FOB means Free on Board and means the supplier is responsible for delivering the goods to the port or your shipper’s warehouse and taking care of export customs formalities. You will be responsible for shipping from the port to the final destination.

EXW means Ex Works and means you are responsible for picking up the goods at your supplier’s warehouse and all shipping costs to the final destination.

If you are in a hurry to get your product, you will consider air cargo.  While very expensive, it is also very quick.  With light weight and compact products, this may be the most economical way to ship.   When considering small air shipments, courier (such as DHL, UPS or Fedex) is often the best way to ship as they will provide door to door service.  

You might also consider the Postal Service’s Express Mail service, although this will take 2 – 4 days longer than the private courier service.  The best advantage with Express Mail is they usually do not take into account volume which considerably increases the cost with the private courier service.  This policy can change so you will want to verify this when you are ready to ship.

If the shipment is larger, then you will probably ship via air cargo.  When considering air cargo, you must verify the maximum  pallet size that will fit in the plane.  Different planes have different loading capacities.  You don’t want your shipment delayed until the plane with the right size cargo hold flies on your lane.  

Air shipment charges are based on weight with a minimum charge of 10 lbs to the cubic foot (or 167 kgs to the cubic meter.) This means a bulky light weight item will be very expensive to ship via air.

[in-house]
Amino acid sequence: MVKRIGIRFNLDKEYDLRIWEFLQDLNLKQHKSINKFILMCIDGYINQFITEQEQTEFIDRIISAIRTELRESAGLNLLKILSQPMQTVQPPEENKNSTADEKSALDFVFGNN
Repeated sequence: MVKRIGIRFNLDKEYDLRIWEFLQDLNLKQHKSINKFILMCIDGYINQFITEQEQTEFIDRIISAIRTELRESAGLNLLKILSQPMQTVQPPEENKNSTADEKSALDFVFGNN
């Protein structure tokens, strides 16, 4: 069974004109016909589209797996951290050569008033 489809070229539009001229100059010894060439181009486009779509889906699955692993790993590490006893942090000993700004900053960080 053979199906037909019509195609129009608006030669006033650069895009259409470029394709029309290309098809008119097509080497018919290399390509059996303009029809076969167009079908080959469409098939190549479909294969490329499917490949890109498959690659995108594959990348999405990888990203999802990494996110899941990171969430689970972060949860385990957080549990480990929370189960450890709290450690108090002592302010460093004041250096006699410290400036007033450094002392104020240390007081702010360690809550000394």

Ocean shipments take longer and are significantly cheaper than air shipments.  An ocean shipment can be via an exclusive container, called an FCL (Full Container Load).  FCLs come in three sizes – 20 foot, 40 foot and 40 foot “High Cube” which is one foot higher.

If you have less than a full container, you will probably ship your goods as an LCL (Less than Container Load).  In this case you will pay by volume – either per cubic foot or per cubic meter.  In rare cases where you ship heavy items such as printed goods or stone, your charge will be based on the rate of 1 ton being charged at the rate of 1 cubic meter.

Your forwarder will handle all shipping arrangements.

In either case, air or sea shipment, you will need a licensed Customs Broker to clear your goods through Customs.  Most brokers have representatives at the airport (Ben Gurion) and the sea ports (Ashdod, Eilat and Haifa).  Once cleared, you or your forwarder will arrange delivery of the goods from the port to your warehouse.  You will want to do this as quickly as possible to avoid or at least limit expensive port storage fees.

This brief outline gives you a few pointers to help make your business a success, but obviously there is much more to learn and check before making the decision to start an import business.  You must prepare profit and loss and cash flow projections (don’t forget the VAT payment required to clear your goods through Customs – an outlay long before you have any income.)

These projections will include all your operating expenses.  Remember, your salary is one of those important expenses as well.

With a lot of hard work, long hours, much Siyatta Dishmaya, BE”H, you can make a business succeed in Israel.